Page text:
In 1621, the Plymouth colonists and Wampanoag Indians shared an autumn harvest feast that is acknowledged today as one of the first Thanksgiving celebrations in the colonies. For more than 200 years, days of thanksgiving were celebrated by individual colonies and states. But it wasn’t until 1863, in the midst of the Civil War, that President Abraham Lincoln proclaimed a national Thanksgiving Day to be held each November.
He was encouraged in that act by one particular woman, prominent 19th century writer and editor Sarah Josepha Hale, who penned “Mary Had a Little Lamb,” who helped found American Ladies Magazine and who, as its editor, turned “Godey’s Lady Book” into one of the most influential periodicals in the country. New Hampshire-born, she grew up celebrating Thanksgiving every year and wrote often about the holiday — in a novel, in editorials and in articles.
She was an ardent advocate of setting aside one day a year to express one’s gratitude, and she was tenacious, too: Hale campaigned for a national day of Thanksgiving to five different presidents over the course of 17 years, until Lincoln finally accepted her proposal.
This year, at Agnes Irwin’s annual Thanksgiving assembly, three students shared what Thanksgiving means to them, much in the vein of that early champion of giving thanks. You can read excerpts of their remarks below.
— Fourth grader Olivia Stephan
— Eighth grader Taylor Carter
So far this year, we have been hit with countless acts of violence and hatred across the globe, from the school shooting in Kenya and the police brutality here in our own country, to the bombings in France. This is the perfect opportunity for us thoughtfully count our blessings and to take steps towards changing the society we live in. No matter how insignificant you think your voice is to the world, you have the power and the ability to make change. We all are in a position to challenge the things we hear and to stand up for what we believe in.”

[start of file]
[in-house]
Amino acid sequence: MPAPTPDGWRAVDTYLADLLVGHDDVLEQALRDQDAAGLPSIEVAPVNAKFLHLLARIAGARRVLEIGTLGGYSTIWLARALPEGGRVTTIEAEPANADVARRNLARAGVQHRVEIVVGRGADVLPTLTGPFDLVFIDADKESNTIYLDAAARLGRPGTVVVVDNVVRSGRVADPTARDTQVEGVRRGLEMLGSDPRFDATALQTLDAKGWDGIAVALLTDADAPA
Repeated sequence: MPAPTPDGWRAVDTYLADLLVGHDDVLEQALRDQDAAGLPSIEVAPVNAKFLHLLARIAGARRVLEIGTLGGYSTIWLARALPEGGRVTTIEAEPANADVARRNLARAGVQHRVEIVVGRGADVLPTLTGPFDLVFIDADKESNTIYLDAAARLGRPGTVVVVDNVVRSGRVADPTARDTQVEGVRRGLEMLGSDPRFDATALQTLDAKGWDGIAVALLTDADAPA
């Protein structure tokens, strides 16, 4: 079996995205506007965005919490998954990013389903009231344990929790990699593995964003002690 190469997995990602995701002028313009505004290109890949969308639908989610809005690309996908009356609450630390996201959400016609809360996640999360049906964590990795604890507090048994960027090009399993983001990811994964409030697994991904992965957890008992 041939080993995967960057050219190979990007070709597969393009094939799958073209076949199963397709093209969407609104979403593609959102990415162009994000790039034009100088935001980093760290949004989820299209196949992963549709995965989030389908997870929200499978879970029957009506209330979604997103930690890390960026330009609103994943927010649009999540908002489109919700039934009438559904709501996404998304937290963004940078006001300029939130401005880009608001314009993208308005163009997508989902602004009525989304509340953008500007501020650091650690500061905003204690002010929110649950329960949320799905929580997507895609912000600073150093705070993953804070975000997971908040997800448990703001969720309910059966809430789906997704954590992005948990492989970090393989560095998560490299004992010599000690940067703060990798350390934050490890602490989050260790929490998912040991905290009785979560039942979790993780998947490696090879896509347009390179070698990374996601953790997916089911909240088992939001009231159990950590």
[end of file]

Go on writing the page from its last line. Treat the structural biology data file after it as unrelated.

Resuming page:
— Senior Deja Lewis-Nwalipenja
“We may take the holiday for granted, as just a time to gather for dinner — but think about the power of all of us pausing from our busy lives, in the midst of world tragedies and challenges, to come together to recognize our bounty and blessings,” Head of School Dr. Wendy Hill told staff and students at Tuesday’s assembly.
“We have much to be thankful for: for friends and family; for this wonderful school; for terrific students and dedicated teachers and staff; for freedoms and opportunities that others throughout the world do not share. Take the time to give thanks.
But let’s also do more than that this year. Let’s think about the word: Thanksgiving. It is important as a day of thanks, but also a day of giving. Not of material gifts, but the giving of ourselves: The giving of compassion; the giving of kindness and respect for others; the giving of support and our time; the giving of an open heart and an open mind; the giving of hope.
Thanksgiving. May you have a joyous day filled with thanks and with giving.”